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Let Them Eat Tweets: How the Right Rules in an Age of Extreme Inequality, Jacob S. Hacker and Paul Pierson

Reviewed by Sean M. Diament

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How did Donald Trump’s supposedly populist takeover of the Grand Old Party culminate in a presidency that overtly served the interests of the ultra-rich? What did Trump’s working-class voters get for their devotion to a reality TV entertainer with a gold-plated toilet? And how is the Republican Party still electorally competitive after years of pursuing unpopular policies?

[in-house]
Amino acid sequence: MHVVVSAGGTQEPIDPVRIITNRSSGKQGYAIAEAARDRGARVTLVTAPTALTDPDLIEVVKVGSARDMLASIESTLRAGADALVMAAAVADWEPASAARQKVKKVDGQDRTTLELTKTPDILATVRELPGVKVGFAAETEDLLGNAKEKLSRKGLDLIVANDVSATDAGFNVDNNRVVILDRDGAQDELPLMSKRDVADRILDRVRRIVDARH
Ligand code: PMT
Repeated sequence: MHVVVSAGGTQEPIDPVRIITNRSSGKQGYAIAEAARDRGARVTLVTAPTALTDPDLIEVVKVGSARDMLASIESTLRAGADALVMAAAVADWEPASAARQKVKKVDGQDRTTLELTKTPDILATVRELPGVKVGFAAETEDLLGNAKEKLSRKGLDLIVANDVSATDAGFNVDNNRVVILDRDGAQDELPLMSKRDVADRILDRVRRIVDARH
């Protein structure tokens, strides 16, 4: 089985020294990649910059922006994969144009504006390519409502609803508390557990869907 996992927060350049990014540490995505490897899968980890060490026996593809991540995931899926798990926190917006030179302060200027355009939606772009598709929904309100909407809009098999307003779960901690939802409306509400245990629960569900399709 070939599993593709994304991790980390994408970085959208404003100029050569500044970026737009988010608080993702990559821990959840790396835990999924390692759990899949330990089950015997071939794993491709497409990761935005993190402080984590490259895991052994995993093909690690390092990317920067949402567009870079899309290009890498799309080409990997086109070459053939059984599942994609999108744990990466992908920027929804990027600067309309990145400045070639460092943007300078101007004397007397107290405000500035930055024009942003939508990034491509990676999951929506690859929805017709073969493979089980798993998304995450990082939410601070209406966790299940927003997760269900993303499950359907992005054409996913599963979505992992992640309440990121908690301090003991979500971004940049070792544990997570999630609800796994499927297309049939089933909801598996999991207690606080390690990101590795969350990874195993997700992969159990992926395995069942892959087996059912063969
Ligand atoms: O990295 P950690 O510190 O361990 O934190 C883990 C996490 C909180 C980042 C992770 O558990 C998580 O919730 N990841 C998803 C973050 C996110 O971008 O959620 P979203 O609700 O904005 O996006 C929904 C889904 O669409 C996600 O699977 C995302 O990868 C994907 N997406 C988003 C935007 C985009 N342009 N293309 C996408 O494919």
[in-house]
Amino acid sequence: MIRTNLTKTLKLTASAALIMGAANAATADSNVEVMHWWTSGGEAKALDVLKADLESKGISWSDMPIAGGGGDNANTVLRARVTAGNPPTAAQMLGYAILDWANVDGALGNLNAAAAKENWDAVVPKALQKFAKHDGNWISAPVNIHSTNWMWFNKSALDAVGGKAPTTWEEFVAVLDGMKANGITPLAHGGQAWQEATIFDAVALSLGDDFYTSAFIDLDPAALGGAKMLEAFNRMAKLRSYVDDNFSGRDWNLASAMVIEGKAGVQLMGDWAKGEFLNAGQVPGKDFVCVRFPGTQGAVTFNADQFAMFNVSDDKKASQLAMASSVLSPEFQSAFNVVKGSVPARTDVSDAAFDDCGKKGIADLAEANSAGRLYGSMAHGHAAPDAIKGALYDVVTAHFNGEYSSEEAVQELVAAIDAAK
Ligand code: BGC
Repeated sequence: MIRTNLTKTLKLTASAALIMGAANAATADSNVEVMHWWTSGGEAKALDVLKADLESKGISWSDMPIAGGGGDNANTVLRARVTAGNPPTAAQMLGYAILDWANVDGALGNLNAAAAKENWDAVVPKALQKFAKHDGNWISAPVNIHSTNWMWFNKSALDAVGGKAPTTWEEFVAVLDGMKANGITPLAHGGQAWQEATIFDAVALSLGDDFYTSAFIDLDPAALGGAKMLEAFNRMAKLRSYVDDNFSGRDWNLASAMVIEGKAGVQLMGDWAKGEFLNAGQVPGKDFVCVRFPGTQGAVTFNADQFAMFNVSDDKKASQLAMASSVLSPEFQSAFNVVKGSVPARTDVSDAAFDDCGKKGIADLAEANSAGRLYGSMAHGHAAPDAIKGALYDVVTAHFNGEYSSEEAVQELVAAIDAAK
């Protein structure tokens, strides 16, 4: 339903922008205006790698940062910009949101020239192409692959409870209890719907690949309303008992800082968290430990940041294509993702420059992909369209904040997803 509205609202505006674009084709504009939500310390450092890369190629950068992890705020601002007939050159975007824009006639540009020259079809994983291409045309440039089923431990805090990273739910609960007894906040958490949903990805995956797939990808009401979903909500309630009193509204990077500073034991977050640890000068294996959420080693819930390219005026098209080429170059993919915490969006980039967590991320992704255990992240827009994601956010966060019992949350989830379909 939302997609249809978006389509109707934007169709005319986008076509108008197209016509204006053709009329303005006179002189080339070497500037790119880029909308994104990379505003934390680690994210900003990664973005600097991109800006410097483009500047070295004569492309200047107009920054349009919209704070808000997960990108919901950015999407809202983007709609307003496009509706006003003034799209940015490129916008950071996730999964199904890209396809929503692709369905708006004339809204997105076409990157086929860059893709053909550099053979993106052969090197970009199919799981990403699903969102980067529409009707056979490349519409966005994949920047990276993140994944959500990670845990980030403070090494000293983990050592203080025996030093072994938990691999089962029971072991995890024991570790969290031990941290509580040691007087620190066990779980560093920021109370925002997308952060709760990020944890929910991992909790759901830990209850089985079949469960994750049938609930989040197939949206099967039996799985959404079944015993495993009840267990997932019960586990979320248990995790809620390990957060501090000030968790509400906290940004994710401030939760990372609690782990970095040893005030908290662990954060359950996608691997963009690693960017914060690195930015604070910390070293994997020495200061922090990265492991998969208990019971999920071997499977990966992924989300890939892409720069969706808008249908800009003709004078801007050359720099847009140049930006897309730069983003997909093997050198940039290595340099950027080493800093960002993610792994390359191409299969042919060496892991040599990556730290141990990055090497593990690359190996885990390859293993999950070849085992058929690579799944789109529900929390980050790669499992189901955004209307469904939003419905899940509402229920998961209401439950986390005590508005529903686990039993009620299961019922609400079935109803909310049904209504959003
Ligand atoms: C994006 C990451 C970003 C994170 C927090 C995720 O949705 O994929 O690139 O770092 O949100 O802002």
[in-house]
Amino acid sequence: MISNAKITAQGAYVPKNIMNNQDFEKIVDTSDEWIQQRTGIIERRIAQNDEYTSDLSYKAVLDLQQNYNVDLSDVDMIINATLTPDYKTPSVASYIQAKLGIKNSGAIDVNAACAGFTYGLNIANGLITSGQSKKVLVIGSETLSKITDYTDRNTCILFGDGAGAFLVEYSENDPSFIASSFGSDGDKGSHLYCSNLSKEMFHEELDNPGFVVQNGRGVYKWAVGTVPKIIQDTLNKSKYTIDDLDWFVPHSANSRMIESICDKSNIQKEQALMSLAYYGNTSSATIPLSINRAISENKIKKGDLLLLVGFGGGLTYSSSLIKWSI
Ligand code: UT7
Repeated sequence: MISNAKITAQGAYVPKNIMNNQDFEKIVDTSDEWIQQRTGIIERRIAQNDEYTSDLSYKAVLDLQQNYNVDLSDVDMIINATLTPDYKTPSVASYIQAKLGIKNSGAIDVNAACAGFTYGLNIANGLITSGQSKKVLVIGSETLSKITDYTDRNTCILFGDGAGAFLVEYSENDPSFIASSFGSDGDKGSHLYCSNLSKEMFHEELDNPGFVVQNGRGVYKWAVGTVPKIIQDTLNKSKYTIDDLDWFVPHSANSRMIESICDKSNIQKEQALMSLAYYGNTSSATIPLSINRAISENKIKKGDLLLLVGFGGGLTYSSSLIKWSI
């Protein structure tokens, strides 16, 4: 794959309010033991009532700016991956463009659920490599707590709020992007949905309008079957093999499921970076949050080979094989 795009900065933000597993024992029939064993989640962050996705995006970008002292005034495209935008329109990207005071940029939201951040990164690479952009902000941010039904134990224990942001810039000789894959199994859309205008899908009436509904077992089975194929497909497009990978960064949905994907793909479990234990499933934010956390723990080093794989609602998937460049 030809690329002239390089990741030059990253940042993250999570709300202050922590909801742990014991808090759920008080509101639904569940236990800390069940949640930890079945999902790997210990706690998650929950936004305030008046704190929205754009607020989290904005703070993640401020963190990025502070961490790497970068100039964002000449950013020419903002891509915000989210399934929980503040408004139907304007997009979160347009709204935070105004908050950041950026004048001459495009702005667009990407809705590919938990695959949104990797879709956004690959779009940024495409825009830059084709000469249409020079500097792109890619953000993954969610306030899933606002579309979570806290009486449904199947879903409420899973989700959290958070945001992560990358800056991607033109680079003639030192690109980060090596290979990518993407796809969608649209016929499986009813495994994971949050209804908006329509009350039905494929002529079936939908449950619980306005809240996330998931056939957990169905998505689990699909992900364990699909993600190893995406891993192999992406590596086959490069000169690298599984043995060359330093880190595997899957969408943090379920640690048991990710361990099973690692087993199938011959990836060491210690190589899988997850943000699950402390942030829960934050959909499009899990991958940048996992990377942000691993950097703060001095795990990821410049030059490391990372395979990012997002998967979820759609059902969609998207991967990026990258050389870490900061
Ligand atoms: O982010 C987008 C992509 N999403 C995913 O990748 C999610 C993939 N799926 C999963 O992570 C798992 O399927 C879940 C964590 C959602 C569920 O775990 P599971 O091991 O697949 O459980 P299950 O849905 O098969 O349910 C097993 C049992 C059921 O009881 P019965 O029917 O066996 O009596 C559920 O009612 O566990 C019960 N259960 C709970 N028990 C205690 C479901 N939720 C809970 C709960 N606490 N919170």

Continuing the trajectory of Off-Center (2005) and American Amnesia (2016), Let Them Eat Tweets by esteemed political scientists Jacob S. Hacker and Paul Pierson convincingly answers the preceding questions with a startingly parsimonious explanation: the current Trump-tinged GOP is the logical extension of a multigenerational development in the Republican Party that married policy objectives of wealth concentration and social welfare retrenchment with rhetorical stylings that emphasized racial threat, emotion over fact, and culture wars. To maintain control, this alliance of social populists and plutocrats (termed “plutocratic populism”) increasingly turns to anti-democratic practices to govern as a radical plurality, doubling down on a negative feedback loop that is less and less responsive to majority will with each passing election. In the end, the working-class mass

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